From Nov. 21 to 24, the world's weightiest conference on health promotion was held for the first time in China, the country with the world’s biggest population and thus the toughest health challenge.
Margaret Chan, director-general of WHO, addresses at the opening ceremony of the 9th Global Conference on Health Promotion in Shanghai, Nov. 21.
The 9th Global Conference on Health Promotion is currently wrapping up in Shanghai. Led by the World Health Organization (WHO), the conference convenes every four years and rotates host cities for each event. This year, 1,200 participants – including WHO officials and experts, health ministers and Health City mayors – gathered from 126 countries and regions. Solutions for a number of serious issues concerning global health promotion and equality have been discussed, with China playing a central role.
With a per capita GDP of $8,016 in 2015, according to China's National Bureau of Statistics, China is still inarguably a developing country, and it is fighting an uphill battle to lift its levels of national health.
A 2016 report by WHO showed that China is plagued by a high density of fine particulate matter (PM2.5), and the prevalence of cigarettes in China is much greater than the world average. The percentage of China’s population with improved sanitation is lower than in emerging economy counterparts Argentina and Brazil. Its density of skilled health professionals is about average among West Pacific countries.
But despite health challenges including and ranging beyond the ones mentioned above, China has made commendable efforts in improving national health, winning accolades from world health officials.
On the conference's opening day, Chinese Premier Li Keqiang, Vice Premier Liu Yandong and Health Chief Li Bin reported China's health progress to WHO Chief Margaret Chan and other attendees.
A few impressive numbers stood out in the report. In just over 25 years, China's total health expenditure increased from merely 11 billion RMB ($1.59 billion) in 1978 to 4.05 trillion RMB ($586 billion) in 2015. The country’s basic health insurance system now covers 95 percent of its population, or more than 1.3 billion people – more than the entire population of the African continent. Its national life expectancy has risen from 64 in 1980 to the current 76.3. The rural maternal death rate and rural infant mortality rate have dropped by 77 percent and 84 percent respectively in the past 25 years.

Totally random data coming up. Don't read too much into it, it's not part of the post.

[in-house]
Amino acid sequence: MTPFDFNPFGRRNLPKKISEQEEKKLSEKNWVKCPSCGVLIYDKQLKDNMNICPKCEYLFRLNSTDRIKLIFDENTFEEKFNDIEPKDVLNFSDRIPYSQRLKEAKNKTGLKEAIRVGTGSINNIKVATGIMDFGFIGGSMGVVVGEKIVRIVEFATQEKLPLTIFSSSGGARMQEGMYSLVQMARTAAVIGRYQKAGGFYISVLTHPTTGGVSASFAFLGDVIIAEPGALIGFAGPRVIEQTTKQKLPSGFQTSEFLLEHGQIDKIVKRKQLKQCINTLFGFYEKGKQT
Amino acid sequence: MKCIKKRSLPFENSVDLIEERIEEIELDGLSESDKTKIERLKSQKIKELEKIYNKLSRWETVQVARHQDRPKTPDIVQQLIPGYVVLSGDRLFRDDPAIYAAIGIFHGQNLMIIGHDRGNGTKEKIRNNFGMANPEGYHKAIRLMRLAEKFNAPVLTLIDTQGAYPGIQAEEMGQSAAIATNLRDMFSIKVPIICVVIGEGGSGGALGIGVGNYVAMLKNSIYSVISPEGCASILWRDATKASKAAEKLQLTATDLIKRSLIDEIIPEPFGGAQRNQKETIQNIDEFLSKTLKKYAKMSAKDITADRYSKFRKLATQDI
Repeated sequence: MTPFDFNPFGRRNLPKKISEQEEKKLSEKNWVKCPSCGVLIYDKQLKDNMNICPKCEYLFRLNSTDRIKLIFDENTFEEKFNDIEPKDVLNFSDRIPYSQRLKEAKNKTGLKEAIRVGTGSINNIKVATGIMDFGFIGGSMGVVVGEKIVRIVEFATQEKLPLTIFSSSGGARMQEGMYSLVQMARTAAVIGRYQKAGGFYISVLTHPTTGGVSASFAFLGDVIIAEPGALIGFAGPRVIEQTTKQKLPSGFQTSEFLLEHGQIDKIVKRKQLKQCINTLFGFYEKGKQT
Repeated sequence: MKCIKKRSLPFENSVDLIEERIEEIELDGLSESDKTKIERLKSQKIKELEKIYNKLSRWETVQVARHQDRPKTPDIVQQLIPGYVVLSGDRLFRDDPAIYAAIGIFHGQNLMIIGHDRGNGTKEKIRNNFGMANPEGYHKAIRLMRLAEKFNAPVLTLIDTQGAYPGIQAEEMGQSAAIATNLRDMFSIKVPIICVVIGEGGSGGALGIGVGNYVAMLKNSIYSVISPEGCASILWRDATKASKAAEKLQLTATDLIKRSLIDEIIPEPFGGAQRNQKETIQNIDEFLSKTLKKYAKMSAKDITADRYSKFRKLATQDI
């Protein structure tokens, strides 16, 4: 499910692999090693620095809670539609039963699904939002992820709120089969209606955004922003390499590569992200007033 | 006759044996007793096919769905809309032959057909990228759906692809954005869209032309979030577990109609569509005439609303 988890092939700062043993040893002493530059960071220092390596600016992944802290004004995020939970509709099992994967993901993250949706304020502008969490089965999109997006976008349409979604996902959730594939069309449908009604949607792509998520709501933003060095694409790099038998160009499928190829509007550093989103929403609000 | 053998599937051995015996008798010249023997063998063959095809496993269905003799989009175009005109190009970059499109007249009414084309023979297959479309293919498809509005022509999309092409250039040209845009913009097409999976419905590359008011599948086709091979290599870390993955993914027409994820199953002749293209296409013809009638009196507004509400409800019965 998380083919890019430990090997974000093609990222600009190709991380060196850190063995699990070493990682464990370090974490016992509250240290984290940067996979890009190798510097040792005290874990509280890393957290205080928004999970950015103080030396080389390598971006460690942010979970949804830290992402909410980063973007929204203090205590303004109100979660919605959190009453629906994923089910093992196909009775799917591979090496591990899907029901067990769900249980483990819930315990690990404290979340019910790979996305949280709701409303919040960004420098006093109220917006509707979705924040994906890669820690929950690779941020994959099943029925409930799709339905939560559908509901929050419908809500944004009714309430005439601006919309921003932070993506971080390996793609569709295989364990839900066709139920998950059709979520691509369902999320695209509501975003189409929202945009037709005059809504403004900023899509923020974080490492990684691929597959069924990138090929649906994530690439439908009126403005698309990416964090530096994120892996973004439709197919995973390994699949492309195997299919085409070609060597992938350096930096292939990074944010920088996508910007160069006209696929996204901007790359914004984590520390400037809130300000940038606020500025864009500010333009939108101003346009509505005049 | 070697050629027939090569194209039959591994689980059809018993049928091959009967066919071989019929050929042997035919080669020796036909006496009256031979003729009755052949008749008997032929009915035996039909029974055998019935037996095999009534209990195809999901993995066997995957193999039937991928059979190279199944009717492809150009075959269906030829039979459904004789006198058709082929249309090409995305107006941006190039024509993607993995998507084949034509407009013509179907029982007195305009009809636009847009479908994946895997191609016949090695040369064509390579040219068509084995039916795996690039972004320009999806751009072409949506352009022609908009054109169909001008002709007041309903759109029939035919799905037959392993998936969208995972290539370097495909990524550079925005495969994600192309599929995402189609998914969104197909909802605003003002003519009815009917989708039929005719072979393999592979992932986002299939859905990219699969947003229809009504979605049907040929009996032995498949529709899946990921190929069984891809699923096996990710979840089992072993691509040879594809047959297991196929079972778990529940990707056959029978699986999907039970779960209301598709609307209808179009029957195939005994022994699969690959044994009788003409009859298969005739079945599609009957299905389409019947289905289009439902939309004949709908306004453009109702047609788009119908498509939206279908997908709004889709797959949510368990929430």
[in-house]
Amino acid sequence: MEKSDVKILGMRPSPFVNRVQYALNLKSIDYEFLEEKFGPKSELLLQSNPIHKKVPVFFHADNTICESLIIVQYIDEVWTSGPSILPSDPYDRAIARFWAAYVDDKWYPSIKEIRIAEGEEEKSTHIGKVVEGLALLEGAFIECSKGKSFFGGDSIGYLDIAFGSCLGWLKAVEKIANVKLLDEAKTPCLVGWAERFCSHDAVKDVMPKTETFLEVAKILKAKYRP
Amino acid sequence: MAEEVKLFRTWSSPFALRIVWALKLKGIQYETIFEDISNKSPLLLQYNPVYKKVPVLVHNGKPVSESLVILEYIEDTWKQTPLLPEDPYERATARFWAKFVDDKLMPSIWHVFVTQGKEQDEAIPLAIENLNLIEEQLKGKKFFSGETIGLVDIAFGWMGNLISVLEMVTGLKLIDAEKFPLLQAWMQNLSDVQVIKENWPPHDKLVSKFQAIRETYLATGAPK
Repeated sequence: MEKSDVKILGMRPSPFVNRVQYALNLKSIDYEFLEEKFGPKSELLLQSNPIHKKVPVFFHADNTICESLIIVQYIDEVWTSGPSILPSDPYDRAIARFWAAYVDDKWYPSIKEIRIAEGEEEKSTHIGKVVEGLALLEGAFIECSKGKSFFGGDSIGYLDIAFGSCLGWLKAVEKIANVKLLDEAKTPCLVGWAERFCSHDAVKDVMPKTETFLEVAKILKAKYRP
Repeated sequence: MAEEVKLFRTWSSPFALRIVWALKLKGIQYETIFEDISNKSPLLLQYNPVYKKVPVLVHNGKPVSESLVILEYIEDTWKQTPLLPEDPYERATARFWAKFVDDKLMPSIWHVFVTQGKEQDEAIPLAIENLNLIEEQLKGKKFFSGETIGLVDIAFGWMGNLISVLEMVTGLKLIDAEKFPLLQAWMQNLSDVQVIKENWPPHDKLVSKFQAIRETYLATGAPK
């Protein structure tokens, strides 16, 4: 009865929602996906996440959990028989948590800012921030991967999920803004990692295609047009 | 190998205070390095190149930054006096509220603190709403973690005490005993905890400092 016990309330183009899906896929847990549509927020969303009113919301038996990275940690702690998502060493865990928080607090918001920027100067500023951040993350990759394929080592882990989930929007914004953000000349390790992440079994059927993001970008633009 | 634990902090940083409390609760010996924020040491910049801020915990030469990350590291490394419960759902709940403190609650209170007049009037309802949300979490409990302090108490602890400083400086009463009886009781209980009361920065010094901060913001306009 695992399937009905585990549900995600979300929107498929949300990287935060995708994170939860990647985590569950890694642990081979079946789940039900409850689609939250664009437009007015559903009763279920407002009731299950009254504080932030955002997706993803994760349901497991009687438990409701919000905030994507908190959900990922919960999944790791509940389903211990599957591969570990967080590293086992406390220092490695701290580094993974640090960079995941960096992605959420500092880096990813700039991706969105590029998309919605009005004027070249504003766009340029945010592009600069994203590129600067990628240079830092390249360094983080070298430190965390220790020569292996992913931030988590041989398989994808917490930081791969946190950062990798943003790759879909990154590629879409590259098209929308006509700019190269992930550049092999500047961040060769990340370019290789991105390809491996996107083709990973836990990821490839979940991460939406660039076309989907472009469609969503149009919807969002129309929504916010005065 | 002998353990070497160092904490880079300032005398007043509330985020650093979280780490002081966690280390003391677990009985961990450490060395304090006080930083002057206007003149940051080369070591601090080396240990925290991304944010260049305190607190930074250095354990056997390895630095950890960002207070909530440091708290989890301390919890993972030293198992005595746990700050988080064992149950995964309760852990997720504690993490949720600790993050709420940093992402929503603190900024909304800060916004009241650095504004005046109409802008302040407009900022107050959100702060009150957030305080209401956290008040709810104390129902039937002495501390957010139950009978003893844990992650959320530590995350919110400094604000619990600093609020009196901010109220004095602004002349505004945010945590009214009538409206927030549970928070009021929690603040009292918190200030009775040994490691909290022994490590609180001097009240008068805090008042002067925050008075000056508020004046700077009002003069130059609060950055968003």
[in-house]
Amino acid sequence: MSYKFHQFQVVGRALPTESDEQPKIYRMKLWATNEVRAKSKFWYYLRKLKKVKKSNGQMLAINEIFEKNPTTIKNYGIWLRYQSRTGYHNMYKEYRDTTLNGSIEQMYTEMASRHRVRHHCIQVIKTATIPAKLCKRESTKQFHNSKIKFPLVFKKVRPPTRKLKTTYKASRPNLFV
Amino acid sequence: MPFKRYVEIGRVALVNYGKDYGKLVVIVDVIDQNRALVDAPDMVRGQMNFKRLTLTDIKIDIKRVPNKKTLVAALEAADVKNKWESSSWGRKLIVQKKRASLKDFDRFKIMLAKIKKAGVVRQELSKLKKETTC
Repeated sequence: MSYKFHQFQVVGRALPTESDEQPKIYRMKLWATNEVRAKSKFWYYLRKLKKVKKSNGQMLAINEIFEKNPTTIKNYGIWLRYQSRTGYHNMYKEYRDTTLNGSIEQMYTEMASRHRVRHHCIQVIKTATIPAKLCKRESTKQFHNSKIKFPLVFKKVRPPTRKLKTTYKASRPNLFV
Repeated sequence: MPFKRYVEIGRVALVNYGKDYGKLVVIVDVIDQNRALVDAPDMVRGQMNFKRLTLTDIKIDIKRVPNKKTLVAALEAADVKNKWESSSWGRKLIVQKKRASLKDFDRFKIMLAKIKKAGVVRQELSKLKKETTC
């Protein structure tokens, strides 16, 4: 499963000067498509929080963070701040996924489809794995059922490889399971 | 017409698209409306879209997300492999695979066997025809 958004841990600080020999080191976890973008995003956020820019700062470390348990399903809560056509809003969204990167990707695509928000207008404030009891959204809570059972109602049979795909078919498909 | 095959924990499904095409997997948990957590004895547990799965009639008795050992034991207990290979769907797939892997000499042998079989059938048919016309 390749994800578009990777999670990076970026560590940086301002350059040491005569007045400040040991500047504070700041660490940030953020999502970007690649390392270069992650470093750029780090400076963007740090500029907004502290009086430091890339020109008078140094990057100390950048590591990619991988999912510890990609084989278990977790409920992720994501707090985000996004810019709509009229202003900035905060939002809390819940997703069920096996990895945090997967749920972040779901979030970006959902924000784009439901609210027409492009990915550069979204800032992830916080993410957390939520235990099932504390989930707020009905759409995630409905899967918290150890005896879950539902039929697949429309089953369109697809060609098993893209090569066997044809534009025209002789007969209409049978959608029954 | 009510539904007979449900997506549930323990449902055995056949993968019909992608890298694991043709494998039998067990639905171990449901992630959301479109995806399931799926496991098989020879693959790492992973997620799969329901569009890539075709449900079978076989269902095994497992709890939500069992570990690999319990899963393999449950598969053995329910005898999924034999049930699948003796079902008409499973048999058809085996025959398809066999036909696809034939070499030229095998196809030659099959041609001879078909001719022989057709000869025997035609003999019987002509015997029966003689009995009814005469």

WHO Representative to China, Dr Bernhard Schwartländer, receives an interview with People's Daily Online, Nov. 23.
In an 10-minute exclusive interview with People's Daily online, WHO representative to China, Dr. Bernhard Schwartländer, used the word "stellar" three times, while sharing his opinion of China's progress.
"China has lifted hundreds of millions of people out of poverty. Of course, poverty is very much linked to health and the health status of the population. We have seen, over the last generation, a cut in maternal mortality by fourfold. And today, a person living in Shanghai can expect to live longer on average than a person living in the United States of America. These are massive achievements that China has seen," Schwartländer said.
In the interview, he rated China's efforts in curbing child mortality, its vaccine system and hepatitis B control as "outstanding in the whole world," and stated that health insurance coverage in China "is a real success story that we have hardly seen in other countries."
"Virtually every child now born in China – wherever they live, in the eastern cities, in the western part, where people are very poor and very often in rural areas – they [have] basic coverage of vaccines. Also, hepatitis B used to be very prevalent in China, but the young generation born today is virtually hepatitis B-free, which is a stellar success and the best practice in the world," he said.
At the conference, China reiterated its commitment to the "Health China 2030" blueprint. Released in October, the blueprint’s 29 chapters set out measurable and ambitious health targets to be achieved by 2030, along with strict guidelines for public health services, environment management and many more sectors.
Schwartländer said he is "very confident" about China realizing its targets. The top reason he cited for that confidence is the nation’s strong leadership.
"China's massive increase of expenditures in the health system has led to the coverage of many health services, which are now at a level that we see in many Western countries, richer countries. This is a reflection on the political leadership.
"Also in this conference, we have seen such a dramatic expression of the leadership – that Premier Li Keqiang came to open this meeting, that President Xi Jinping himself has made health a centerpiece of his work. So China clearly has strong leadership. And that, of course, gives great confidence," he said.